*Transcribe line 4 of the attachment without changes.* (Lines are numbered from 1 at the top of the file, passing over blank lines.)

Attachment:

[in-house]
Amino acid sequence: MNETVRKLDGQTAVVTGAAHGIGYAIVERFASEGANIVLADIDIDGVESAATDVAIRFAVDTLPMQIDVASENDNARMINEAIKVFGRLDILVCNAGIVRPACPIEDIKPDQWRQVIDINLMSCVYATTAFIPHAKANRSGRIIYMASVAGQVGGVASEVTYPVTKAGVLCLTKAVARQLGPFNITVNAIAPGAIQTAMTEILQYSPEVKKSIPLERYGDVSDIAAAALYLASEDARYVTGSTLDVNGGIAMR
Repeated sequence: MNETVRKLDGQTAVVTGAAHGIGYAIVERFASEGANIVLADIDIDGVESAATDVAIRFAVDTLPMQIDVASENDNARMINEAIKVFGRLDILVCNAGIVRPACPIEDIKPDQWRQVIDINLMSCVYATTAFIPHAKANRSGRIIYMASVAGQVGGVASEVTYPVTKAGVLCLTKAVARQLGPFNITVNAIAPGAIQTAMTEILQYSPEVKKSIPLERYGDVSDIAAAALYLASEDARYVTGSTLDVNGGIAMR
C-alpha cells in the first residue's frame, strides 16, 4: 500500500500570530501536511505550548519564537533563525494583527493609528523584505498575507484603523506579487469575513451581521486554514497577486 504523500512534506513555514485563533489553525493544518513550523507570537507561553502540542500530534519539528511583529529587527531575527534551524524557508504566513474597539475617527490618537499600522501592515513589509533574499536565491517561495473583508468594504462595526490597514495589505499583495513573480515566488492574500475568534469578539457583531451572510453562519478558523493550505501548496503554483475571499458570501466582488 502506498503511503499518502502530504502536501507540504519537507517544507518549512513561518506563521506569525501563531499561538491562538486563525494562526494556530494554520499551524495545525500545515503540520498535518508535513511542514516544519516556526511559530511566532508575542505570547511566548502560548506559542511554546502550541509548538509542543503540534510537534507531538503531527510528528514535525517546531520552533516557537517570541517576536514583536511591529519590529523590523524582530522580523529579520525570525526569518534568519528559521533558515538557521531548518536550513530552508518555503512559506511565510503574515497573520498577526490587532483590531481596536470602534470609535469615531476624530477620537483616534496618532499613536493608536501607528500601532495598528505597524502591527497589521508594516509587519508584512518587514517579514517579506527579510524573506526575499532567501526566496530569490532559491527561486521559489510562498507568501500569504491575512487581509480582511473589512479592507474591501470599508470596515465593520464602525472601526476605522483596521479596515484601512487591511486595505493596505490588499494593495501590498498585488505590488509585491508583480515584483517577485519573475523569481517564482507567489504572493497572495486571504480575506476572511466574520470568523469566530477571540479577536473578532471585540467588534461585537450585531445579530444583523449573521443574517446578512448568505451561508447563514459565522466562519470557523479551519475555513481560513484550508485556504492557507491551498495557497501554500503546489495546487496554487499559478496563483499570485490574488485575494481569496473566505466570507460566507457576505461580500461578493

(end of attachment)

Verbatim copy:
C-alpha cells in the first residue's frame, strides 16, 4: 500500500500570530501536511505550548519564537533563525494583527493609528523584505498575507484603523506579487469575513451581521486554514497577486 504523500512534506513555514485563533489553525493544518513550523507570537507561553502540542500530534519539528511583529529587527531575527534551524524557508504566513474597539475617527490618537499600522501592515513589509533574499536565491517561495473583508468594504462595526490597514495589505499583495513573480515566488492574500475568534469578539457583531451572510453562519478558523493550505501548496503554483475571499458570501466582488 502506498503511503499518502502530504502536501507540504519537507517544507518549512513561518506563521506569525501563531499561538491562538486563525494562526494556530494554520499551524495545525500545515503540520498535518508535513511542514516544519516556526511559530511566532508575542505570547511566548502560548506559542511554546502550541509548538509542543503540534510537534507531538503531527510528528514535525517546531520552533516557537517570541517576536514583536511591529519590529523590523524582530522580523529579520525570525526569518534568519528559521533558515538557521531548518536550513530552508518555503512559506511565510503574515497573520498577526490587532483590531481596536470602534470609535469615531476624530477620537483616534496618532499613536493608536501607528500601532495598528505597524502591527497589521508594516509587519508584512518587514517579514517579506527579510524573506526575499532567501526566496530569490532559491527561486521559489510562498507568501500569504491575512487581509480582511473589512479592507474591501470599508470596515465593520464602525472601526476605522483596521479596515484601512487591511486595505493596505490588499494593495501590498498585488505590488509585491508583480515584483517577485519573475523569481517564482507567489504572493497572495486571504480575506476572511466574520470568523469566530477571540479577536473578532471585540467588534461585537450585531445579530444583523449573521443574517446578512448568505451561508447563514459565522466562519470557523479551519475555513481560513484550508485556504492557507491551498495557497501554500503546489495546487496554487499559478496563483499570485490574488485575494481569496473566505466570507460566507457576505461580500461578493